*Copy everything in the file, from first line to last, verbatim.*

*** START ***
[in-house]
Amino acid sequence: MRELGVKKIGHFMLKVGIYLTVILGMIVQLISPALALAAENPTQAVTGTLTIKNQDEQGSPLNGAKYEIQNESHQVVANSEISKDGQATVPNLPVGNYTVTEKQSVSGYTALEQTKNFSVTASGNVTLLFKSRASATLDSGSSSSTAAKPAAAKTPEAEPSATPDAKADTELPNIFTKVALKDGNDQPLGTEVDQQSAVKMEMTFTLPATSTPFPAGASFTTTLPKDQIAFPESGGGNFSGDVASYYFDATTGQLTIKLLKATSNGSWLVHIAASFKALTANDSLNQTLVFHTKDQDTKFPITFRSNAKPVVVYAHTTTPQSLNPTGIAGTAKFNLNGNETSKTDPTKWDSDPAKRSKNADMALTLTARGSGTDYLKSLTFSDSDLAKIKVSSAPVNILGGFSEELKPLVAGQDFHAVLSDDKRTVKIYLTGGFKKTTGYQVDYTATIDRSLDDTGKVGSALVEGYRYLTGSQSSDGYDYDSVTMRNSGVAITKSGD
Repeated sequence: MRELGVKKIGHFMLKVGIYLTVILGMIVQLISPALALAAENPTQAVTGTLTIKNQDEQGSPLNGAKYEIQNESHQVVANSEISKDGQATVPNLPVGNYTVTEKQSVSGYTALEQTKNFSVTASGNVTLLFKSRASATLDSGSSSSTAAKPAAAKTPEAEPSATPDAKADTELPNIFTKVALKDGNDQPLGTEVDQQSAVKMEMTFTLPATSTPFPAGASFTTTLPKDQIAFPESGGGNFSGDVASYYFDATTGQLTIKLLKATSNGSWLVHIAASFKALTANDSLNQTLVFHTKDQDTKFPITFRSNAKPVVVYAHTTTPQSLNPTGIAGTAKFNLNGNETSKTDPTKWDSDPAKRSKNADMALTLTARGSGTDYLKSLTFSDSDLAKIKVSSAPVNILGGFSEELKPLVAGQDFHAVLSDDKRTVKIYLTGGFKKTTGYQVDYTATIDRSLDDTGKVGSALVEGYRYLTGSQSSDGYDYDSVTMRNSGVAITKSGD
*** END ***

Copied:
[in-house]
Amino acid sequence: MRELGVKKIGHFMLKVGIYLTVILGMIVQLISPALALAAENPTQAVTGTLTIKNQDEQGSPLNGAKYEIQNESHQVVANSEISKDGQATVPNLPVGNYTVTEKQSVSGYTALEQTKNFSVTASGNVTLLFKSRASATLDSGSSSSTAAKPAAAKTPEAEPSATPDAKADTELPNIFTKVALKDGNDQPLGTEVDQQSAVKMEMTFTLPATSTPFPAGASFTTTLPKDQIAFPESGGGNFSGDVASYYFDATTGQLTIKLLKATSNGSWLVHIAASFKALTANDSLNQTLVFHTKDQDTKFPITFRSNAKPVVVYAHTTTPQSLNPTGIAGTAKFNLNGNETSKTDPTKWDSDPAKRSKNADMALTLTARGSGTDYLKSLTFSDSDLAKIKVSSAPVNILGGFSEELKPLVAGQDFHAVLSDDKRTVKIYLTGGFKKTTGYQVDYTATIDRSLDDTGKVGSALVEGYRYLTGSQSSDGYDYDSVTMRNSGVAITKSGD
Repeated sequence: MRELGVKKIGHFMLKVGIYLTVILGMIVQLISPALALAAENPTQAVTGTLTIKNQDEQGSPLNGAKYEIQNESHQVVANSEISKDGQATVPNLPVGNYTVTEKQSVSGYTALEQTKNFSVTASGNVTLLFKSRASATLDSGSSSSTAAKPAAAKTPEAEPSATPDAKADTELPNIFTKVALKDGNDQPLGTEVDQQSAVKMEMTFTLPATSTPFPAGASFTTTLPKDQIAFPESGGGNFSGDVASYYFDATTGQLTIKLLKATSNGSWLVHIAASFKALTANDSLNQTLVFHTKDQDTKFPITFRSNAKPVVVYAHTTTPQSLNPTGIAGTAKFNLNGNETSKTDPTKWDSDPAKRSKNADMALTLTARGSGTDYLKSLTFSDSDLAKIKVSSAPVNILGGFSEELKPLVAGQDFHAVLSDDKRTVKIYLTGGFKKTTGYQVDYTATIDRSLDDTGKVGSALVEGYRYLTGSQSSDGYDYDSVTMRNSGVAITKSGD